Advocate Willie Hofmeyr – head of legal affairs at the National Prosecuting Authority (NPA) – just past 11.30pm, was asked by the EFF’s Floyd Shivambu what had been the rationale behind charging Schabir Shaik for corruption but not charging Jacob Zuma for the same, even though the latter was allegedly part of the same corruption relationship.
He also wanted to know why the NPA had dropped 783 charges of corruption against Zuma and what his views and involvement in that was considering that he occupied such a senior position at the NPA.
Former prosecutor DA MP Glynnis Breytenbach wanted to know what the head of legal affairs was. She wanted to know if he had played a role in appealing the most recent “spy tapes” judgment and why he had gone against the NPA.
Both ANC MP Thomas Bongo and chairperson Makhosi Khoza wanted to know why he had made public comments saying that he already knew he would not be selected as public protector.
He answered the question from ANC MP Nic Koornhof about what his political position was. He said that he had let his ANC membership lapse in the early 2000s despite having been part of the liberation struggle in earlier years. He said conflicts of interest were tough in terms of decisions that needed to be made early on to make tough political decisions “especially early on”.
To Shivambu’s question, he said he was excluded from the decision to drop charges against Zuma.
He said he had done a “hell of a lot of work” on the Shaik case, which was a big case, and had also had reservations about not charging Zuma
“I’m not coming to be public protector to protect anyone, other than the public. The decision that was made in 2009 [to drop charges] … ultimately the situation was that credible, irrefutable evidence came to our attention that the previous head of the Scorpions and the NPA were meddling with politics.
“We were very concerned that a permanent stay of execution [against Zuma] would be brought. We had quite a lot of debate about whether the courts or the NPA should make the decision. Mokotedi Mpshe made the decision, we knew it would be litigated, and that is right.
“We knew it was a difficult decision, and history will tell us if it was right. I tried to preserve the integrity of the NPA.”
He added that he felt he could improve productivity at the public protector’s offices. He said he had managed to do exactly that while he was head of the Asset Forfeiture Unit.
He said he wanted to leave the NPA because he felt unfulfilled in his current role and did not apply to do what he was currently doing. He complained that it only took him three hours to achieve what was now expected of him, and he was used to and preferred working 10-14 hours a day.
He said he had publicly mentioned his doubts about becoming public protector because he knew how many good candidates he was up against. He said he did not want to take it for granted, but felt he at least had a good chance and had been hoping to be shortlisted.
He said he had always had deep concerns about what had been going on at the NPA, but only went public about it after he was accused of lacking integrity, misbehaviour and lying. That was why he filed an affidavit stating the facts about what he knew. “It was difficult to go against my own organisation, but it was the right thing to do.”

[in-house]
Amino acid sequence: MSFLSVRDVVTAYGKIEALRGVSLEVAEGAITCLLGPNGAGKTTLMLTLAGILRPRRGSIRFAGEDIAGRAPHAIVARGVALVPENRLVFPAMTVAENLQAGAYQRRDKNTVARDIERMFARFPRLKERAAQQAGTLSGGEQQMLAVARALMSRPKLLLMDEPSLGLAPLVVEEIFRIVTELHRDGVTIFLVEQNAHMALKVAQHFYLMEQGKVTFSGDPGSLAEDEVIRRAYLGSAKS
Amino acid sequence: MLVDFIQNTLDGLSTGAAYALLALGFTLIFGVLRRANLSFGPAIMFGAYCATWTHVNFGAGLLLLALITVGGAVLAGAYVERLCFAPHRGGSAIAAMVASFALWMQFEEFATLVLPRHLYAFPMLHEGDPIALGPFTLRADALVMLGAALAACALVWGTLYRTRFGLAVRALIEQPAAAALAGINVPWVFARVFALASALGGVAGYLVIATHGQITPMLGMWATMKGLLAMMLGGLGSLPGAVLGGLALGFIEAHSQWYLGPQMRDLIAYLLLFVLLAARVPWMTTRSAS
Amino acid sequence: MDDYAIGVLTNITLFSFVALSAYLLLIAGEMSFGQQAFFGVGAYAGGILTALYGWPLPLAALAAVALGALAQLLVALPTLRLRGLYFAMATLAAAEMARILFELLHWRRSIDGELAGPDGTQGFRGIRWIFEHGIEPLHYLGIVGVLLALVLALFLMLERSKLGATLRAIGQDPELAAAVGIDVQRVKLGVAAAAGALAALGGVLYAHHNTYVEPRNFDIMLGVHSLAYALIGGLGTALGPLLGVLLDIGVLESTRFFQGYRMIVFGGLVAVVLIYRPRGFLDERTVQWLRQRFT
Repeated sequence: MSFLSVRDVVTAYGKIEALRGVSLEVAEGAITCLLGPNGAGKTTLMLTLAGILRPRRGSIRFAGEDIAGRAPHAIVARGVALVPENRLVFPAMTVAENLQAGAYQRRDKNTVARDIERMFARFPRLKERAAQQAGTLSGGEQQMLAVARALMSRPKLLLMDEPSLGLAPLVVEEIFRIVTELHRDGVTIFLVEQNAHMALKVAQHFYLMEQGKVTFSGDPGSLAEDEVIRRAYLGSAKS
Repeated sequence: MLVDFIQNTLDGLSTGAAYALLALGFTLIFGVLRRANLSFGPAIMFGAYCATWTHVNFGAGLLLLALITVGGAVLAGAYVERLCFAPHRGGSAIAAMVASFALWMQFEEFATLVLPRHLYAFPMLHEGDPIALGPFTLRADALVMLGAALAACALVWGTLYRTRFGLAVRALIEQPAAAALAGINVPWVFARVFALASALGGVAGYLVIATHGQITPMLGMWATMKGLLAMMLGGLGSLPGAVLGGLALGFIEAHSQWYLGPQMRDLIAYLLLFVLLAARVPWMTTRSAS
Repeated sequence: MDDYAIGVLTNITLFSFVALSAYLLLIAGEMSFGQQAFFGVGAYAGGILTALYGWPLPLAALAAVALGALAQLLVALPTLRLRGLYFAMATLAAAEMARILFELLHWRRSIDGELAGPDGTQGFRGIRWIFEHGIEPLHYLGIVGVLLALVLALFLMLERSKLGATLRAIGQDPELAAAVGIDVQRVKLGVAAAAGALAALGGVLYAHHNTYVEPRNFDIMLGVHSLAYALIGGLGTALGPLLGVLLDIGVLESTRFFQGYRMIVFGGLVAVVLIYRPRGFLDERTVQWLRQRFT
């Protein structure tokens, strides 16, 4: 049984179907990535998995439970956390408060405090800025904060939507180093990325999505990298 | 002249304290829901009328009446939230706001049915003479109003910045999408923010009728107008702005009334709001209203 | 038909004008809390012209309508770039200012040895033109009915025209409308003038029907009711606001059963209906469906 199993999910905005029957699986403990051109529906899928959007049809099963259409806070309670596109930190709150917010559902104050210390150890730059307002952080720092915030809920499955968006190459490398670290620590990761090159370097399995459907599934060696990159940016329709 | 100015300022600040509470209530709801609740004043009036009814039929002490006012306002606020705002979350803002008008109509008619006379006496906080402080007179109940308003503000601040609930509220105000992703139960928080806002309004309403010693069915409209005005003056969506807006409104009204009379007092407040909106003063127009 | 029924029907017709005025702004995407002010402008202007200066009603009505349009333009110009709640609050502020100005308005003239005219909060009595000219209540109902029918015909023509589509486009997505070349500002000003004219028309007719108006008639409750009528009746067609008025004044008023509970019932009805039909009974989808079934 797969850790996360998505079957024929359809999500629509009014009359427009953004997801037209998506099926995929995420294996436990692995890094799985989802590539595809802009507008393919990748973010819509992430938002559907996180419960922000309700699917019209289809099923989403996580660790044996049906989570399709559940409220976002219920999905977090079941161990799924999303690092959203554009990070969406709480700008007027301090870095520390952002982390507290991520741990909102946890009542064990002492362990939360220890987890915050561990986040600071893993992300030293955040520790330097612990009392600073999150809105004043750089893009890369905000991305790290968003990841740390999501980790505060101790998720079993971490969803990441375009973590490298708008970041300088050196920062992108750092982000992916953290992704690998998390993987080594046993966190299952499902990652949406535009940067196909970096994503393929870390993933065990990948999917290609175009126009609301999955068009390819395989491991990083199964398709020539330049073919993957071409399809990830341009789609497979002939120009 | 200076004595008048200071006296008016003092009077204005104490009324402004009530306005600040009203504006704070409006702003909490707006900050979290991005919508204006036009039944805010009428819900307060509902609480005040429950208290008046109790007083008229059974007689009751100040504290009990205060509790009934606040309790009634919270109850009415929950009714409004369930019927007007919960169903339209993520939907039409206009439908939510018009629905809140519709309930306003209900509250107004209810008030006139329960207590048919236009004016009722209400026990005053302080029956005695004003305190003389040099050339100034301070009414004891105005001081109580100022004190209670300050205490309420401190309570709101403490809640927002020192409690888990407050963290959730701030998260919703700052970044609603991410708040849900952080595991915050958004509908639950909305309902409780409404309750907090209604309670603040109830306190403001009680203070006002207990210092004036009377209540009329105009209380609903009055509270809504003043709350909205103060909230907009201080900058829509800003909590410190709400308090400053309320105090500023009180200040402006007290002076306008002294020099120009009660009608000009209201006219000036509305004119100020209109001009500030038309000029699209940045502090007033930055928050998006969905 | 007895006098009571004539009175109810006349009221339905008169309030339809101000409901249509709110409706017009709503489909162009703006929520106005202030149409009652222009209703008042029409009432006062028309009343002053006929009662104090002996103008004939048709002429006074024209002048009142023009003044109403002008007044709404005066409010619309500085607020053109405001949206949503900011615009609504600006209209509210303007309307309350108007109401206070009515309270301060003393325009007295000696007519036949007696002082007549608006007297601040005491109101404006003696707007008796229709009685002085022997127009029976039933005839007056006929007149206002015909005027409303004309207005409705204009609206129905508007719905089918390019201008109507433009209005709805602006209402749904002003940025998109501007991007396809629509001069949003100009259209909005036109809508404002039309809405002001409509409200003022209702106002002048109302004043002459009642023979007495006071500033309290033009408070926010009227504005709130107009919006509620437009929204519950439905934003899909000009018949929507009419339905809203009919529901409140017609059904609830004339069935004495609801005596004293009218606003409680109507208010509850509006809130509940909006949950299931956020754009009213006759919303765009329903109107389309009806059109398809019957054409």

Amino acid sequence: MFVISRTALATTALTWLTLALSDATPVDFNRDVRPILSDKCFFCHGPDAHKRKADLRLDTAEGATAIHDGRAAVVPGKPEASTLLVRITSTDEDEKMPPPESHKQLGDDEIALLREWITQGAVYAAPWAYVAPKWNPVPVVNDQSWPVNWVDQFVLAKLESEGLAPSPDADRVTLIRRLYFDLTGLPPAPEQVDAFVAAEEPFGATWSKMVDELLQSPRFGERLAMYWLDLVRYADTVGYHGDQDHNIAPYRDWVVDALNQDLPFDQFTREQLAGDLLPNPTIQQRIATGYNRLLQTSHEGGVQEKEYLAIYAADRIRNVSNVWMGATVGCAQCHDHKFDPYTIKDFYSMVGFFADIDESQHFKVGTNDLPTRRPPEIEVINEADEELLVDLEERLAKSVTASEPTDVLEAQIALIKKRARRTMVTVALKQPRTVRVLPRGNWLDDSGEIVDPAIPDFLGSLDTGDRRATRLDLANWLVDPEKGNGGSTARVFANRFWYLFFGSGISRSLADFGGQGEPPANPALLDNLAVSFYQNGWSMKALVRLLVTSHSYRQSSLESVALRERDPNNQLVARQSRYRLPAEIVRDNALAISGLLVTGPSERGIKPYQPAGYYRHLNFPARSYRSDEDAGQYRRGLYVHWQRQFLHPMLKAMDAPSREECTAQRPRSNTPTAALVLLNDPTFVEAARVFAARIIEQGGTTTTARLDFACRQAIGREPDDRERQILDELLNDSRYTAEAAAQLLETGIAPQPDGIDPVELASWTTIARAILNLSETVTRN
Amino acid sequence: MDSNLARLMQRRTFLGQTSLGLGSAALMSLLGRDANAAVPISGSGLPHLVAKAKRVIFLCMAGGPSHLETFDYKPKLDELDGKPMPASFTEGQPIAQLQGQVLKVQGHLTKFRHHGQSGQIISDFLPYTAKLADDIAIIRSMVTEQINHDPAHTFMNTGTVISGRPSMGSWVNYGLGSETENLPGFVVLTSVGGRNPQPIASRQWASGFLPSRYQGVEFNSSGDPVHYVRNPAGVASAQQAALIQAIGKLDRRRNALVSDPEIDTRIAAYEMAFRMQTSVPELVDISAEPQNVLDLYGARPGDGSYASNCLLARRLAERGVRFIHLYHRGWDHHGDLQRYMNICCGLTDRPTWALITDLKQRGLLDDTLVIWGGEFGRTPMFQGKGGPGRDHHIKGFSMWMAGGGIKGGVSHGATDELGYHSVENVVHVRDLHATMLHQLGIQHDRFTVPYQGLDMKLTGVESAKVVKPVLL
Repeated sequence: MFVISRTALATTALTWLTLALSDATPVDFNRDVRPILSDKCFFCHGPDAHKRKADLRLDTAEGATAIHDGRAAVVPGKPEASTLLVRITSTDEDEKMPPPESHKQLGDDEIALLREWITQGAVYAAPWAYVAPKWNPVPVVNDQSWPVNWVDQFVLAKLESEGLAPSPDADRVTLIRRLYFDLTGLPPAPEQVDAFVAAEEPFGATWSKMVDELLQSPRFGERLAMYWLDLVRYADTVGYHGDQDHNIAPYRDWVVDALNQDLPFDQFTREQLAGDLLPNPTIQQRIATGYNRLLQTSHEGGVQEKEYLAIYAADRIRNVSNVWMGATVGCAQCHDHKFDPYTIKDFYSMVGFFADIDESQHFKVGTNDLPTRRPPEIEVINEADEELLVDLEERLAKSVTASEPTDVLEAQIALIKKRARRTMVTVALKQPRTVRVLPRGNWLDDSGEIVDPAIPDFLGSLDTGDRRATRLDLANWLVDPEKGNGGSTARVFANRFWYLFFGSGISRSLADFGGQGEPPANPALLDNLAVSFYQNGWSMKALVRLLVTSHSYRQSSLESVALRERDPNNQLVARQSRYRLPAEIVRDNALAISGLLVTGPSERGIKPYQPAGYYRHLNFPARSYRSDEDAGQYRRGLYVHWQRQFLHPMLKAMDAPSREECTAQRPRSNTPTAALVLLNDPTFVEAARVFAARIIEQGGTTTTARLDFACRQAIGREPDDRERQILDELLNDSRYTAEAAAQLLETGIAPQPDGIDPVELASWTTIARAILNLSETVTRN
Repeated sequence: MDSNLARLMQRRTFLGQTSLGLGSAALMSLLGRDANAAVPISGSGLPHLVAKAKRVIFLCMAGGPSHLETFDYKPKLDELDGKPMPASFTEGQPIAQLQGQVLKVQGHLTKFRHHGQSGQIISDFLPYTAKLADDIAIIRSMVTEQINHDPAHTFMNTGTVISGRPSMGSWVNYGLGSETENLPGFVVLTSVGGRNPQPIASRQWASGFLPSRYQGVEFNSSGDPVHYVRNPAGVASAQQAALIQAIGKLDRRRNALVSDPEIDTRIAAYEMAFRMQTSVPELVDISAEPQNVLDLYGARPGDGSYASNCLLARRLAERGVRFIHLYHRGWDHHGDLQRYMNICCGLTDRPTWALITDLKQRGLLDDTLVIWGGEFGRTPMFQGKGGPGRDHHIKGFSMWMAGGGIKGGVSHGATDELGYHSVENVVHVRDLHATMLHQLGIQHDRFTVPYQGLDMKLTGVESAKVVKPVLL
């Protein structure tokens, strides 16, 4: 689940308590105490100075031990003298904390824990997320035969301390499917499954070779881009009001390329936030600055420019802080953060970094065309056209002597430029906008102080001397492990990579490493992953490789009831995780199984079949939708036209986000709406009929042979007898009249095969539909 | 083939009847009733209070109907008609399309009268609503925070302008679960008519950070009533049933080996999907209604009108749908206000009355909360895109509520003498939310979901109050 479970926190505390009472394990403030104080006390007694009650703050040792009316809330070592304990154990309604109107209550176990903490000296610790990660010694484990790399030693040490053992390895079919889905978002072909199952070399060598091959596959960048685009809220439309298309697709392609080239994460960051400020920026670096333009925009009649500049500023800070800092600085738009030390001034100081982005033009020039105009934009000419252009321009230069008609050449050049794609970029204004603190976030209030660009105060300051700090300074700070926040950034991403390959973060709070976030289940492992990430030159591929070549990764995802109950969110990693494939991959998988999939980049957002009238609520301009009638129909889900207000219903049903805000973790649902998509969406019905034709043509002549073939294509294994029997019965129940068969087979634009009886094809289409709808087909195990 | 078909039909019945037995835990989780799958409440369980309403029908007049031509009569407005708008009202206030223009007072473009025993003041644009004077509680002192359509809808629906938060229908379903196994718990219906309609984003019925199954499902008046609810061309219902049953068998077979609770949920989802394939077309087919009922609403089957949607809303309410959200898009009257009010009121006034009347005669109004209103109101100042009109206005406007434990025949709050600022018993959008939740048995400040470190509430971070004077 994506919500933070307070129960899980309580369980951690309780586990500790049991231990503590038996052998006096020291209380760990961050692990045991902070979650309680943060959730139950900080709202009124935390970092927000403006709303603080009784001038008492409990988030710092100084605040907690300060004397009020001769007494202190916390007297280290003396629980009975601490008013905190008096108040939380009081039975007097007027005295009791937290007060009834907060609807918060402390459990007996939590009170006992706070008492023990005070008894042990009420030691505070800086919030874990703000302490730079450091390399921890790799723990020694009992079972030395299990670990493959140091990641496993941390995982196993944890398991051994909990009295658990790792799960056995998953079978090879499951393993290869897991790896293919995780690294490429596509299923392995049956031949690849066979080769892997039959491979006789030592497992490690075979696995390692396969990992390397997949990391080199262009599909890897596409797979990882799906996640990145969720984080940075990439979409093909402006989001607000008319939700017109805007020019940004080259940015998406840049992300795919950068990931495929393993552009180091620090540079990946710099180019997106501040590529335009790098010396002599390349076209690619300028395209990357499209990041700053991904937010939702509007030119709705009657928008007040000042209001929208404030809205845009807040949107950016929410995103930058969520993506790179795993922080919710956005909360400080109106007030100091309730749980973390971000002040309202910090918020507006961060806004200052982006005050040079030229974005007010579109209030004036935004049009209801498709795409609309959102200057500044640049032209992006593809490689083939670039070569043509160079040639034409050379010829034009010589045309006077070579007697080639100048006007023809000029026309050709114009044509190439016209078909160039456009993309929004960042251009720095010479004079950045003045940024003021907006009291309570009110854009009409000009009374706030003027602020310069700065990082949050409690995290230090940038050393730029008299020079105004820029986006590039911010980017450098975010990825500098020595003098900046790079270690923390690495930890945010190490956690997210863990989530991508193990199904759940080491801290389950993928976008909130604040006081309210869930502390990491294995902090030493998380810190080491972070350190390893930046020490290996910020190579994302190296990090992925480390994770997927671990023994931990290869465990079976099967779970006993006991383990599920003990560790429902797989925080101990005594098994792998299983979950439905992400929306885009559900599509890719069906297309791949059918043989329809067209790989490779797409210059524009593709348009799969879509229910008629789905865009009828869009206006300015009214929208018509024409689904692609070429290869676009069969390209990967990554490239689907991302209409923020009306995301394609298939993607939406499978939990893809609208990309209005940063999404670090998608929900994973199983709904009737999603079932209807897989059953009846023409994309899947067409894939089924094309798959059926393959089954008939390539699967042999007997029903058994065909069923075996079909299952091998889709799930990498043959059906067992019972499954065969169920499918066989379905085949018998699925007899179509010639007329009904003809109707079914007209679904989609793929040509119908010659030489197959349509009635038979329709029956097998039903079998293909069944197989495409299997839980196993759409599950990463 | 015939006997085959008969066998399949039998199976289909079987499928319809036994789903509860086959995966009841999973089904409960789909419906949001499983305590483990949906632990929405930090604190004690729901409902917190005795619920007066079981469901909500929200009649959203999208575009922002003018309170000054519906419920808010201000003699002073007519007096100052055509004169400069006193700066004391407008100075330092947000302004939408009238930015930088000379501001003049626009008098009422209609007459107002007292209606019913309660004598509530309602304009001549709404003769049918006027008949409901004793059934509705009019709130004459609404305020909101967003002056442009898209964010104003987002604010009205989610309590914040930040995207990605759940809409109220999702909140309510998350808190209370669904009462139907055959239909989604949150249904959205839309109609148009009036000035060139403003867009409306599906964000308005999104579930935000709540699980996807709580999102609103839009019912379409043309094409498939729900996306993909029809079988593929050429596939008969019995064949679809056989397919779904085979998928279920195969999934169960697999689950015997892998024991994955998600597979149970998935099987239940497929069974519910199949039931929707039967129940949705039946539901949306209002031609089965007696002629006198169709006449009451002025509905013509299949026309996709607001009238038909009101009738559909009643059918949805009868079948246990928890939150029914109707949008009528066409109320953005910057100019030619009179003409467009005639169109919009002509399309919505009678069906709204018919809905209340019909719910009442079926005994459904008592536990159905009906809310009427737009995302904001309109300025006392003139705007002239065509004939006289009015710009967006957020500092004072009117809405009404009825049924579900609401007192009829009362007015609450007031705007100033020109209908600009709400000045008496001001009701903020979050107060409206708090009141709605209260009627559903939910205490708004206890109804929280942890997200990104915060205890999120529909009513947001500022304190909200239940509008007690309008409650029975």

Nearing 10.30pm, deputy public protector Advocate Kevin Sifiso Malunga was grilled on what he called a “vicious” article against him by journalist Fiona Forde in Business Day. He attempted to discredit the journalist by intimating that she had falsely reported about former deputy president Kgalema Motlanthe fathering a child with a 24-year-old in 2009.
Watch proceedings in the video feed:
To another question from DA MP Glynnis Breytenbach he admitted he had been “presumptious” in commenting in 2008 that opposition parties were too keen to go to court against the ANC government.
There had earlier been a lot of clarification required about Malunga being born in Zimbabwe, then studying in Swaziland and South Africa. He said he renounced his Zimbabwean citizenship in 2010, when he became a South African.
In a response to a question by the DA’s Phumzile Van Damme, he admitted that his involvement in the Traditional Courts Bill had been problematic. She had accused him earlier of trying to help pass a bill that was at odds with the constitution from the outset.
ANC MP Thomas Bongo insisted that his question about Malunga allegedly driving under the influence of alcohol. Malunga said the incident was related to a traffic officer soliciting a bribe from him, which he refused to entertain. “The officer asked for cooldrink. I don’t buy cooldrink for traffic cops.”
He pointed out that the attempted cast of drink-driving had been dropped and he did not have a criminal record.
Floyd Shivambu spent most of his question time critiquing a State Security Agency (SSA) letter that was prejudicial against Malunga, because he supposedly did not have a high enough security clearance to be allowed to view top secret information. Malunga had earlier already pointed out that there was information in the SSA letter that was inaccurate.
“Minister Mahlobo is saying there’s a problem, so what do we do?”
African Christian Democratic Party MP Steve Swart seconded this concern, asking why the frontrunner for the position was suddenly found unsuitable on August 4 by the SSA. “Why was this not discovered four years ago when he was appointed as the deputy? He has already acted as the public protector 30 times.”
Malunga said the SSA letter was also new to him and had ben a surprise. He knew of no bona fide impediment to him serving in his job as a fully recognised South African.
Shivambu also wanted to know why Malunga had gone public to disagree with Thuli Madonsela during a time that the public protector was under fire from several quarters, such as being accused of being a CIA agent.